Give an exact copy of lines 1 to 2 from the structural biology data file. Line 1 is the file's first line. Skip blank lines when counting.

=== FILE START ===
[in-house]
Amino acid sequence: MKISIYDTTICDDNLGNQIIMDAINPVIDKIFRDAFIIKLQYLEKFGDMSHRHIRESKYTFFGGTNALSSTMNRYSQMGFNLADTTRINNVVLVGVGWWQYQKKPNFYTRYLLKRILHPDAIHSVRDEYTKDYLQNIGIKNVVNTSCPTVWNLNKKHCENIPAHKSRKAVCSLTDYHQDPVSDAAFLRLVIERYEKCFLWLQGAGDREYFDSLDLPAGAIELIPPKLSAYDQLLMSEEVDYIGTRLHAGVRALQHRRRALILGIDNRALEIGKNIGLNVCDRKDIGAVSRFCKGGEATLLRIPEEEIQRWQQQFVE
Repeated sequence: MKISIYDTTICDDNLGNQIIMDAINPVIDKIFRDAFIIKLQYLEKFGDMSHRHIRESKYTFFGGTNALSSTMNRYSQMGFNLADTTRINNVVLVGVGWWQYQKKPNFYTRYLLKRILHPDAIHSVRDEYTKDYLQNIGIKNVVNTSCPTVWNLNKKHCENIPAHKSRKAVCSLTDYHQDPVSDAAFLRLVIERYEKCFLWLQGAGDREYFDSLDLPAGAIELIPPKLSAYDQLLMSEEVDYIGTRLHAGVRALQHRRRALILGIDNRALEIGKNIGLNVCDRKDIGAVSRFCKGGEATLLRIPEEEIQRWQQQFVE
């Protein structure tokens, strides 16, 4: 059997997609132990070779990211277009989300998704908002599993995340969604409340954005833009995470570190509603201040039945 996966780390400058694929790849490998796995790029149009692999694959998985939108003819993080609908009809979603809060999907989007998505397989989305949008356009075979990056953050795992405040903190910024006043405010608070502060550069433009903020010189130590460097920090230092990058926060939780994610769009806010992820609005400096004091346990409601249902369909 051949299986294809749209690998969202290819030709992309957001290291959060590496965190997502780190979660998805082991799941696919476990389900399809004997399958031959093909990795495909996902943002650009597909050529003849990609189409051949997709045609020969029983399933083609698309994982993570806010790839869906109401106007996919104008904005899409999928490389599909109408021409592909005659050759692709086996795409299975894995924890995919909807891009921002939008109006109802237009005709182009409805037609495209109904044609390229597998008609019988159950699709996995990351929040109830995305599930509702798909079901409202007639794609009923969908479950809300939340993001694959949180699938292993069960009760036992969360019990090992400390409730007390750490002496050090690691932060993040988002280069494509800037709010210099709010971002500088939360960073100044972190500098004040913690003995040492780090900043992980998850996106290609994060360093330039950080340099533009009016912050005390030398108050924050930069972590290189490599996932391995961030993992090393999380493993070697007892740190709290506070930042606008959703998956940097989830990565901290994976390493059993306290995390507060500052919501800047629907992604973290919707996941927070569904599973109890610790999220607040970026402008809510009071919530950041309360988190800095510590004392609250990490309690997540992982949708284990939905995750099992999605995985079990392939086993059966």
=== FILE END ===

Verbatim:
[in-house]
Amino acid sequence: MKISIYDTTICDDNLGNQIIMDAINPVIDKIFRDAFIIKLQYLEKFGDMSHRHIRESKYTFFGGTNALSSTMNRYSQMGFNLADTTRINNVVLVGVGWWQYQKKPNFYTRYLLKRILHPDAIHSVRDEYTKDYLQNIGIKNVVNTSCPTVWNLNKKHCENIPAHKSRKAVCSLTDYHQDPVSDAAFLRLVIERYEKCFLWLQGAGDREYFDSLDLPAGAIELIPPKLSAYDQLLMSEEVDYIGTRLHAGVRALQHRRRALILGIDNRALEIGKNIGLNVCDRKDIGAVSRFCKGGEATLLRIPEEEIQRWQQQFVE